"I just knew she was a teacher," she explained.

She made him act out his reaction to seeing the photo, saying he was "speechless," and when she looked at the photo she started crying. McLeodd recognized her mother because of the pictures Menzies keeps in her room. Cue the "awws," because this is so cute, I'm kvelling.

A simple solution for all ages, really.

School should feel like a safe space. But after the tragic news of yet another mass shooting, many children are scared to death. As a parent or a teacher, it can be an arduous task helping young minds to unpack such unthinkable monstrosities. Especially when, in all honesty, the adults are also terrified.

Katelyn Campbell, a clinical psychologist in South Carolina, worked with elementary school children in the aftermath of the Sandy Hook shooting. She recently shared a simple idea that helped then, in hopes that it might help now.

The psychologist tweeted, “We had our kids draw pictures of scenery that made them feel calm—we then hung them up around the school—to make the ‘other kids who were scared’ have something calm to look at.”



“Kids, like adults, want to feel helpful when they feel helpless,” she continued, saying that drawing gave them something useful to do.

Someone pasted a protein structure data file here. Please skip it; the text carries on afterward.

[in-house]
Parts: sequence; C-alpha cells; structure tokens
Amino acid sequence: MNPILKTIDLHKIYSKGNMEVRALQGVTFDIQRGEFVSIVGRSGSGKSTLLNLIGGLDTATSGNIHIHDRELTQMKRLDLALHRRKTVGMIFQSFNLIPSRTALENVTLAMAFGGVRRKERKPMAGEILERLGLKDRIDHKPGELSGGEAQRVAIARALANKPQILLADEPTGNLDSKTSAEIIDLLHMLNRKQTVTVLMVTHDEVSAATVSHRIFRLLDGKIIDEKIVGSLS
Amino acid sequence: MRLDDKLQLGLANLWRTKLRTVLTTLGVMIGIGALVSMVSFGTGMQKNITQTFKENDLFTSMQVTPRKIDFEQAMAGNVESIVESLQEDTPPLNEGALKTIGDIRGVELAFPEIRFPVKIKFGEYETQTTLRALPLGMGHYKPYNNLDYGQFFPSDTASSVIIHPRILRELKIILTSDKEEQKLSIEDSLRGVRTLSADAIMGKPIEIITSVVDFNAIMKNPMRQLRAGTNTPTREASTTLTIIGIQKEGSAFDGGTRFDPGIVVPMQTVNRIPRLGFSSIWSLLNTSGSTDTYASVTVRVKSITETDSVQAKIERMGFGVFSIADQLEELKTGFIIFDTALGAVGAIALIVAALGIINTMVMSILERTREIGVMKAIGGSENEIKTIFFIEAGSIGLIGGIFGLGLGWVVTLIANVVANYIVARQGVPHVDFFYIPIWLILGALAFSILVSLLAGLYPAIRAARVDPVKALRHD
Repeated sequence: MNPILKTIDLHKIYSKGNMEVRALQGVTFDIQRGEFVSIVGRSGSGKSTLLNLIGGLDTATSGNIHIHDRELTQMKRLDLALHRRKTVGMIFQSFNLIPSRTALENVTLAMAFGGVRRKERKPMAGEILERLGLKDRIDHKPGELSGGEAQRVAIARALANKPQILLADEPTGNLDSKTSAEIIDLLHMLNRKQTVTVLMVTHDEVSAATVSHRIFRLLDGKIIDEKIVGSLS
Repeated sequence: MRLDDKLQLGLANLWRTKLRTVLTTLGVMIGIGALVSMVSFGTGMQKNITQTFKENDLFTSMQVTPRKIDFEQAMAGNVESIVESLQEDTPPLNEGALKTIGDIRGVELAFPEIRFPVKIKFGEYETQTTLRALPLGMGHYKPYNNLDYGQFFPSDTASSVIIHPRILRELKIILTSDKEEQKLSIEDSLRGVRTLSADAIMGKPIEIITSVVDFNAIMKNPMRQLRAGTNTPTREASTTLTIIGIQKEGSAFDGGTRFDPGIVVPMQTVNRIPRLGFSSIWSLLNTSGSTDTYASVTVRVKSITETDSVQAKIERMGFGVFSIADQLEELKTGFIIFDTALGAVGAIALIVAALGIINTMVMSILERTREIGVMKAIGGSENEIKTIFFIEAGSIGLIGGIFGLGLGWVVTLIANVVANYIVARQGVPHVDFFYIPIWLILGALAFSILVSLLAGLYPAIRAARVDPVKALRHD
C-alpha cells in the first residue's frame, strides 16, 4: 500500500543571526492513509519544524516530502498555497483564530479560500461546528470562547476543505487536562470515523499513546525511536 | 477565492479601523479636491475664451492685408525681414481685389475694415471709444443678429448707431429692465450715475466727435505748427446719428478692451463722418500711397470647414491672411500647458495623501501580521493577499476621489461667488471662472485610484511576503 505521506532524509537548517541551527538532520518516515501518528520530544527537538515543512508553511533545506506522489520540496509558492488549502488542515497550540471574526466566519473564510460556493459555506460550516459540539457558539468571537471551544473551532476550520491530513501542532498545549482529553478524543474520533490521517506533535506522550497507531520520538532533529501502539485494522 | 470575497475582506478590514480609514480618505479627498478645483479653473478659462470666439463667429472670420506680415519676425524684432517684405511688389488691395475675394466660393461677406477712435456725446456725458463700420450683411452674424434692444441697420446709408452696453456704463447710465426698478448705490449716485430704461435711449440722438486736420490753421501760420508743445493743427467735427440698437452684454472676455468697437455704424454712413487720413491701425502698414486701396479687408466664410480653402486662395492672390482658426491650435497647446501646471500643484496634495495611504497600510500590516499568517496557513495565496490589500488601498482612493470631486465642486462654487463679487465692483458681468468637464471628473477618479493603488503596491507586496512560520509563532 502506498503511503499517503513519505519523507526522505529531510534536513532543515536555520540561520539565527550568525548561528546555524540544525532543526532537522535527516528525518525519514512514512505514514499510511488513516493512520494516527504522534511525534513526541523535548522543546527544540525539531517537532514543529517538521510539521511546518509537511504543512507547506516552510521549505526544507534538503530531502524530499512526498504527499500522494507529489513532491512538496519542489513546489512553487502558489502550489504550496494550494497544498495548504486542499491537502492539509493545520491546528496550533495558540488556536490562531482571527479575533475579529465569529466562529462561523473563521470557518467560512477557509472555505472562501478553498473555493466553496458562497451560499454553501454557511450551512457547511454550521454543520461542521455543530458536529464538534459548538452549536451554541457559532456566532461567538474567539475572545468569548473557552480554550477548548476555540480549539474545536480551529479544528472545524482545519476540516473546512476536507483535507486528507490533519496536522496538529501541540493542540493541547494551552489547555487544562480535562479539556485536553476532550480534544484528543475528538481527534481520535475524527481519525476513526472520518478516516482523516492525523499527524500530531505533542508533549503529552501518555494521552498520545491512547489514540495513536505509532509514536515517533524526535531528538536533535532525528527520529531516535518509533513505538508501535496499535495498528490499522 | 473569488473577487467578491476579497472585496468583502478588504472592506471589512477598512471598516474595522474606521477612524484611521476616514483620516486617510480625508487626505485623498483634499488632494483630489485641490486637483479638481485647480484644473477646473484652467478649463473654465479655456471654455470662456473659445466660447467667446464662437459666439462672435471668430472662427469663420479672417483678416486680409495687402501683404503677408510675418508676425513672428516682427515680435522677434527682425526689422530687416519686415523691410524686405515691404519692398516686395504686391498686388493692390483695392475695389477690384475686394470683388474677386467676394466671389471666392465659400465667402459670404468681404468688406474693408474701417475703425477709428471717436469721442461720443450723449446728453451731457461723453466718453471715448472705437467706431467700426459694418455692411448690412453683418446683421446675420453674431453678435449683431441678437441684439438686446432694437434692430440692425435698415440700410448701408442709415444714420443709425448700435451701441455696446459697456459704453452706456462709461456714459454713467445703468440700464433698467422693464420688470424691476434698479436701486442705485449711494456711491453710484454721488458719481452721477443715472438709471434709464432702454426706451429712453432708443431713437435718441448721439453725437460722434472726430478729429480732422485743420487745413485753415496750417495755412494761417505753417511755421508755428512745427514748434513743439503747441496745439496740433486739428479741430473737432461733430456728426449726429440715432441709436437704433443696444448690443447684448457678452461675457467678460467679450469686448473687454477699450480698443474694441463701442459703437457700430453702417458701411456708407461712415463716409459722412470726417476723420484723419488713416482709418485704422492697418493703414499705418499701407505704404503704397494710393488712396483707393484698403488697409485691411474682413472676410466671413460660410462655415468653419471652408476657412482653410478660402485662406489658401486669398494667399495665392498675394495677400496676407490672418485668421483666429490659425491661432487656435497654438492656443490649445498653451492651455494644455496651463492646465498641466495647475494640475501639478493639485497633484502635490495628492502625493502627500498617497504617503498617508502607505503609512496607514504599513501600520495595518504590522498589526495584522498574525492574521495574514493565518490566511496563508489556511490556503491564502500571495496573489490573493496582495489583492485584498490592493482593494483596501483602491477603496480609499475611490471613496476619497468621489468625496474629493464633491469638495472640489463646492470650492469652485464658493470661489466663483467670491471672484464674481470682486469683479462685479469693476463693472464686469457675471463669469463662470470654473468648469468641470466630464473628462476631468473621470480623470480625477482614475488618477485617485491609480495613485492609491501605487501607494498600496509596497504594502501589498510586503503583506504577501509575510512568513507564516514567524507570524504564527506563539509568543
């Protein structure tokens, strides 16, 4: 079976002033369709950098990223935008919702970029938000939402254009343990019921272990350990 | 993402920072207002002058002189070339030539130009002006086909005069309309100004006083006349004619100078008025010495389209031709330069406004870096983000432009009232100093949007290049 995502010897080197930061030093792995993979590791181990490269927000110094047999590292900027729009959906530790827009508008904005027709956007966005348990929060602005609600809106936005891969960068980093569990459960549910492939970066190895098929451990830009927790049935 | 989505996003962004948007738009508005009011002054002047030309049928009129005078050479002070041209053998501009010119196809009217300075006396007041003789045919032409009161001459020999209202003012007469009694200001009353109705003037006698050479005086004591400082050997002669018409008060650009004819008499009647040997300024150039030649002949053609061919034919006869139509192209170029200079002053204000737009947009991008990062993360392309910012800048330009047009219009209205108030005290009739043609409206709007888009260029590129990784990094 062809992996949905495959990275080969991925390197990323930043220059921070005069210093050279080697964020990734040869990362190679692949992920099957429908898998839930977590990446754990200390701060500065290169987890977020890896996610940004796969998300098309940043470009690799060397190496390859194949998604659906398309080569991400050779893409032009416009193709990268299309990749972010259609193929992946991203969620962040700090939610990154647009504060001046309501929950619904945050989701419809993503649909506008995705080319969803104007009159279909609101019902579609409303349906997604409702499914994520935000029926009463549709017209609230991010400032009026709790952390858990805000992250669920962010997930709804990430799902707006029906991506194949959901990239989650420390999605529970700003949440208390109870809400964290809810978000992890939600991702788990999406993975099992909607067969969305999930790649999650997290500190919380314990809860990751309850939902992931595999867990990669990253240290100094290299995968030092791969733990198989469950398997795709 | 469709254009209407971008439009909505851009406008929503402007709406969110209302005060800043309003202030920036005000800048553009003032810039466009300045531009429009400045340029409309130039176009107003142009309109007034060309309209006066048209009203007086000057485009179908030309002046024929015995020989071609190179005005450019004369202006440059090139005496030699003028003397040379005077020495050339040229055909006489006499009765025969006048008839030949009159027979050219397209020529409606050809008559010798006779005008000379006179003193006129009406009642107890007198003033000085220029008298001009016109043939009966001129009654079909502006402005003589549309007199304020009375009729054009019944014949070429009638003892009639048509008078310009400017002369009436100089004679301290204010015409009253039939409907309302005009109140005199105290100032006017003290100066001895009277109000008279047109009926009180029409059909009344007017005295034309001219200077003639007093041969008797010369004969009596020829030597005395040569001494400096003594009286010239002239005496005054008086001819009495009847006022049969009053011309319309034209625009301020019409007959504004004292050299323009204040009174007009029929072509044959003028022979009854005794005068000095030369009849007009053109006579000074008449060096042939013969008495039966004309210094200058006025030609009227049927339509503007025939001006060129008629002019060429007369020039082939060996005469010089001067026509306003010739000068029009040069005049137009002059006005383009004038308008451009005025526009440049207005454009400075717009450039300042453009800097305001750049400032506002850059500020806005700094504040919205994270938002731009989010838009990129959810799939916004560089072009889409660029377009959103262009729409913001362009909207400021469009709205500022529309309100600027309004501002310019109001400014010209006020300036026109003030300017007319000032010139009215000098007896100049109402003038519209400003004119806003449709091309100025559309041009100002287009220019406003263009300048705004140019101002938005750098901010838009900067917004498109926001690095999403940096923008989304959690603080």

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Alberto Cartuccia Cingolani wows audiences with his amazing musical talents.

Mozart was known for his musical talent at a young age, playing the harpsichord at age 4 and writing original compositions at age 5. So perhaps it's fitting that a video of 5-year-old piano prodigy Alberto Cartuccia Cingolani playing Mozart has gone viral as people marvel at his musical abilities.

Alberto's legs can't even reach the pedals, but that doesn't stop his little hands from flying expertly over the keys as incredible music pours out of the piano at the 10th International Musical Competition "Città di Penne" in Italy. Even if you've seen young musicians play impressively, it's hard not to have your jaw drop at this one. Sometimes a kid comes along who just clearly has a gift.

Of course, that gift has been helped along by two professional musician parents. But no amount of teaching can create an ability like this.